Medical marijuana has been legal in Washington D.C. for almost 20 years, and in November 2014, voters in D.C. legalized recreational marijuana for adults 21 and older by passing Initiative 71. The Initiative, also known as the Legalization of Possession of Minimal Amounts of Marijuana for Personal Use Initiative, legalized limited possession and cultivation. It also failed to provide for sales. The legalization does not apply to federal property, which leaves a lot of Washington D.C. excluded from the law.
In Washington, D.C., citizens overwhelmingly passed Initiative 71, granting all citizens over the age of 21 permission to possess up to two ounces of marijuana. The law allows district residents to use and grow pot on private property, and to exchange weed as long as no money, goods or services are exchanged.
The nation’s capital now has a market full of “ganjapreneurs”, who navigate a unique ecosystem that’s unlike any other legal weed market. However, that same market can be difficult for tourists, vendors, businesses and government employees. CNBC recently took a look at several elements that make the cannabis culture in Washington, D.C., different from most others in the nation.
DC’s pot laws don’t allow users to purchase it in a traditional buyer-seller interaction. Instead, they allow someone to buy another item, good or service — and then receive a free marijuana product that’s “gifted” or donated by the vendor, instead of being sold. Some gifting interactions have featured things like stickers, single ticket raffles, shirts, cups, music, and even motivational speeches.
According to Joe Tierney of GentlemanToker.com, “most of the time pot is used to promote something else during these exchanges”. Marijuana seekers can find these vendors by going to “pop-up” events usually advertised on social media platforms like Instagram by the vendors themselves. The postings are often kept a secret, so users must direct message vendors, or hosts to find out the actual location.
These events take place at random venues throughout the city in places like bars, restaurants, and even private residences. Once there, a user can find themselves in a farmer’s market-like atmosphere where anything from cannabis buds, edibles, concentrates, and merchandise, can be found. However, “gifters” should definitely beware. Officials have recently been cracking down on gifting markets and even revoked the license of one nightclub where weed was openly used. (Find here: veriheal.com)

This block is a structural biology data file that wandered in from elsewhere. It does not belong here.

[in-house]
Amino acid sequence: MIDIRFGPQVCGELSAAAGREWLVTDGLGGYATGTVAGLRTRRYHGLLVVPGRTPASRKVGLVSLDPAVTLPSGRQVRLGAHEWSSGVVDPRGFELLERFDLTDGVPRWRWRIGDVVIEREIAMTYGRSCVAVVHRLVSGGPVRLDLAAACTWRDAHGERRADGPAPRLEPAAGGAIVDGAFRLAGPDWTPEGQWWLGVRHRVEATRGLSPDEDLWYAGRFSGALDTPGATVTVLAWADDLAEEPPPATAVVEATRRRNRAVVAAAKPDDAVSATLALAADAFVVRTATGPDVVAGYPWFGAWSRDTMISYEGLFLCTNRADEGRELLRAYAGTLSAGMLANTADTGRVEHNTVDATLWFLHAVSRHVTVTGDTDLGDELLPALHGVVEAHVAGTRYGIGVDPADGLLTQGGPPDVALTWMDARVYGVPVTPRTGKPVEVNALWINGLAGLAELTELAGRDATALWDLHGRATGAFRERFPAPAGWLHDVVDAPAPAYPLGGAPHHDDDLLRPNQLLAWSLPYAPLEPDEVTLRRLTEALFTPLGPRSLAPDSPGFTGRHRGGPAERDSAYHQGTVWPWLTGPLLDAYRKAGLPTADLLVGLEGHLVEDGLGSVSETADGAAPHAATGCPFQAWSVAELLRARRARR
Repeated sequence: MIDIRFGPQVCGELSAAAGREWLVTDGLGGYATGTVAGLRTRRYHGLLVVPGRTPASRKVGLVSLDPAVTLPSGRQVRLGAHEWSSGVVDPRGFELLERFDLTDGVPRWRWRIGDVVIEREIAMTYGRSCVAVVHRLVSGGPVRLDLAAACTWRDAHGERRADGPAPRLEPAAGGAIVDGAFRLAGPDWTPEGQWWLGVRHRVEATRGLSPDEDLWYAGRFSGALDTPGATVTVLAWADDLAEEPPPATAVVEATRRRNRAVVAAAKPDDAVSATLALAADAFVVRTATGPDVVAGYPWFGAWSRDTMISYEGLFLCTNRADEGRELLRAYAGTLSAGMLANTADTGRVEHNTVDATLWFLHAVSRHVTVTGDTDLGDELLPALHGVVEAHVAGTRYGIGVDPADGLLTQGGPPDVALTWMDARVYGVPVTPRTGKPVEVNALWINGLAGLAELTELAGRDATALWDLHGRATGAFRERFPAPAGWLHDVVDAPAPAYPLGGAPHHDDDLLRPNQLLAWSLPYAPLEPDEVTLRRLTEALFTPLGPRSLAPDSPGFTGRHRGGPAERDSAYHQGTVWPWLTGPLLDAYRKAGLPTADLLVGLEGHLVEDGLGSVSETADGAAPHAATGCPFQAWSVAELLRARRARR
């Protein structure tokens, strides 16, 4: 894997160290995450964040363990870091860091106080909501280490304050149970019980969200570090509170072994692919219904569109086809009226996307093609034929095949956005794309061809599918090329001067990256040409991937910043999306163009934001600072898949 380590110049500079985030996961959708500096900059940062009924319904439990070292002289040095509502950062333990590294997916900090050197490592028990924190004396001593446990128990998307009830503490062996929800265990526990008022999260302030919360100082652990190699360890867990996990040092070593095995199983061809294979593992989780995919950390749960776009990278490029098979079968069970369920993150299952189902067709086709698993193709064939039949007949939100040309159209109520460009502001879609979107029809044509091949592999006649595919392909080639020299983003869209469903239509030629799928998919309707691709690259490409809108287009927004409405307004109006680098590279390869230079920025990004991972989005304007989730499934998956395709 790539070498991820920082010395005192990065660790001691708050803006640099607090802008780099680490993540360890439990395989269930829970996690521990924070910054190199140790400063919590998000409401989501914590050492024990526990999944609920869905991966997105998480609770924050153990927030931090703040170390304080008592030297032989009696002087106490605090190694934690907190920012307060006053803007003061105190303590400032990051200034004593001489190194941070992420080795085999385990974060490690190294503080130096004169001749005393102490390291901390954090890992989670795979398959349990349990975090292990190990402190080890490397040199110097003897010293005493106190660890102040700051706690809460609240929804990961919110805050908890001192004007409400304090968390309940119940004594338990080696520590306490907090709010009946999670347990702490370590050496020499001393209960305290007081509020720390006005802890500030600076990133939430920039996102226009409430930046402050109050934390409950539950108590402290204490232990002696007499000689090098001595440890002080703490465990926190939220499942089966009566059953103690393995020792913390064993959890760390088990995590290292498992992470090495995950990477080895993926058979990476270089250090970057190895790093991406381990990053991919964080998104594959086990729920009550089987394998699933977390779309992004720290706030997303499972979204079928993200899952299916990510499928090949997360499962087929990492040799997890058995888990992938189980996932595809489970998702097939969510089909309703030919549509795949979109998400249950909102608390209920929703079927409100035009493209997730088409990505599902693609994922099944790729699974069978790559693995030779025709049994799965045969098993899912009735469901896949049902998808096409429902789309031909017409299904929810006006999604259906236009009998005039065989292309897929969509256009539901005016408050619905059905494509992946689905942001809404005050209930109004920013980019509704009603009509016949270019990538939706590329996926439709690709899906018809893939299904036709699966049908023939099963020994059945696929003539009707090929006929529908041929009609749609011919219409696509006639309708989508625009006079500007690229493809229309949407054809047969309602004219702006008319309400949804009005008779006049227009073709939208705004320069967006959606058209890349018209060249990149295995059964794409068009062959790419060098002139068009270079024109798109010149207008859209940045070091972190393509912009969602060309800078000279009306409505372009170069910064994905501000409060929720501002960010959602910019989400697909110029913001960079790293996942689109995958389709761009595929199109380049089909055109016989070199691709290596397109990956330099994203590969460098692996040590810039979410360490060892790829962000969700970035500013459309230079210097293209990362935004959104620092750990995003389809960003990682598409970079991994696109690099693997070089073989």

If users do not feel comfortable going to a pop-up event, there is also a burgeoning (but pricey) marijuana delivery market.
Maine and Massachusetts have legalized both medical and recreational cannabis, but political infighting and bureaucratic red tape has delayed the process of opening up recreational dispensaries. Right now, DC is the East Coast’s most thriving pot market, with more than 300 local marijuana-affiliated businesses. However, because of it’s quasi-legal status in the district, many larger companies are staying away.
A 2014 study by District officials estimated that the city’s cannabis market could be worth up to $130 million a year, leading to a possible $20 million of revenue for local government. This is just a small fraction of the estimated growth of the entire national industry, which could top $20 billion by 2023 according to some estimates.
The DC Council’s efforts to fully tax and regulate marijuana have been consistently blocked by Congress. But many, including Sarah Gersten, a Cannabis attorney and member of the DC Cannabis Business Association, are looking to change that.
“People on the DC council have written regulations to tax and regulate marijuana,” Gersten told CNBC. We are writing our own because the DC council might not know the intricacies, so we can better help people who used to be criminalized by marijuana. I think we have seen what happens in states where its legal. You see huge economic booms”.
Medical marijuana has been legal in the city since 1998, but congressional efforts to prevent the opening of dispensaries, delayed availability to the public until 2011. In fact, the first legal medical purchase of marijuana in the city came in 2013, just a year before the city legalized recreational pot.
Meanwhile, the process of acquiring a medical card to purchase legal medical marijuana comes with some bureaucratic hurdles. In order to obtain and maintain medical patient status, applicants must fill out an application with two proofs of DC identification, a recommendation from a licensed medical marijuana physician, and waiting at least 30 days for the Department of Health to process the application, and a $100 fee. Although the district accepts medical cards from 16 other states, there are currently only five dispensaries in the city, serving over 5,458 medical patients.
Also, dispensary prices tend to be more expensive because of the supply chain from growing center to dispensary to patients, and there are currently only dispensaries in half of the city’s wards. This forces 43 percent of medical patients to travel to another ward.
The pop-up events have presented multiple solutions for medical patients, offering relatively cheap prices, easy access and a variety of different options. The city is currently looking into opening more medical dispensaries and streamlining its medical card process.